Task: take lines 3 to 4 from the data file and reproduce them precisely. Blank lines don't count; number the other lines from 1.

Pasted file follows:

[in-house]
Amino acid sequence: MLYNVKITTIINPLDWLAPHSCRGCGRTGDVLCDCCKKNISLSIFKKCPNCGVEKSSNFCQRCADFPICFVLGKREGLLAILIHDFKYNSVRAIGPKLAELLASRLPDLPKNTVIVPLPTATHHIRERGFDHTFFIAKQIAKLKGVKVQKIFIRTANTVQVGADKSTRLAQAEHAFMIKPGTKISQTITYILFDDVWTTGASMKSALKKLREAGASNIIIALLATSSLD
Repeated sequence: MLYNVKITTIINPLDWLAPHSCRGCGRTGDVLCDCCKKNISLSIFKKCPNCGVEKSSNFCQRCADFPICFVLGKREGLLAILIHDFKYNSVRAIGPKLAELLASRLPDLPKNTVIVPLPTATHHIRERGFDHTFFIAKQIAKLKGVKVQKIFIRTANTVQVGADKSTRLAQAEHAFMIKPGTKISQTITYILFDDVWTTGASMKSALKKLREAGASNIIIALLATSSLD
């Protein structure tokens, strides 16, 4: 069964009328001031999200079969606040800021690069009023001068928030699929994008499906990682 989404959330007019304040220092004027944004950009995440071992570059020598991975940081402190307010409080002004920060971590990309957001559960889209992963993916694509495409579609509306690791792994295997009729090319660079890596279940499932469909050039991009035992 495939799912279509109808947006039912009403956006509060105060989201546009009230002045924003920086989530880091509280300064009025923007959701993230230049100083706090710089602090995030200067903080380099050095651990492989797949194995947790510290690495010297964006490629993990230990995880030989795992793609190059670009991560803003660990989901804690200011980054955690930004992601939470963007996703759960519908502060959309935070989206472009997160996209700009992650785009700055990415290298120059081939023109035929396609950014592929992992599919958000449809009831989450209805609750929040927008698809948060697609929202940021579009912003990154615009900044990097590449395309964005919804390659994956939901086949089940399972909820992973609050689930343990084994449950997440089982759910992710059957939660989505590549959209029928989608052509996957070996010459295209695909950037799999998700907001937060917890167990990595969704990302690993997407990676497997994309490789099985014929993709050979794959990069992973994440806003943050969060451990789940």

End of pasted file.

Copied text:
Repeated sequence: MLYNVKITTIINPLDWLAPHSCRGCGRTGDVLCDCCKKNISLSIFKKCPNCGVEKSSNFCQRCADFPICFVLGKREGLLAILIHDFKYNSVRAIGPKLAELLASRLPDLPKNTVIVPLPTATHHIRERGFDHTFFIAKQIAKLKGVKVQKIFIRTANTVQVGADKSTRLAQAEHAFMIKPGTKISQTITYILFDDVWTTGASMKSALKKLREAGASNIIIALLATSSLD
């Protein structure tokens, strides 16, 4: 069964009328001031999200079969606040800021690069009023001068928030699929994008499906990682 989404959330007019304040220092004027944004950009995440071992570059020598991975940081402190307010409080002004920060971590990309957001559960889209992963993916694509495409579609509306690791792994295997009729090319660079890596279940499932469909050039991009035992 495939799912279509109808947006039912009403956006509060105060989201546009009230002045924003920086989530880091509280300064009025923007959701993230230049100083706090710089602090995030200067903080380099050095651990492989797949194995947790510290690495010297964006490629993990230990995880030989795992793609190059670009991560803003660990989901804690200011980054955690930004992601939470963007996703759960519908502060959309935070989206472009997160996209700009992650785009700055990415290298120059081939023109035929396609950014592929992992599919958000449809009831989450209805609750929040927008698809948060697609929202940021579009912003990154615009900044990097590449395309964005919804390659994956939901086949089940399972909820992973609050689930343990084994449950997440089982759910992710059957939660989505590549959209029928989608052509996957070996010459295209695909950037799999998700907001937060917890167990990595969704990302690993997407990676497997994309490789099985014929993709050979794959990069992973994440806003943050969060451990789940």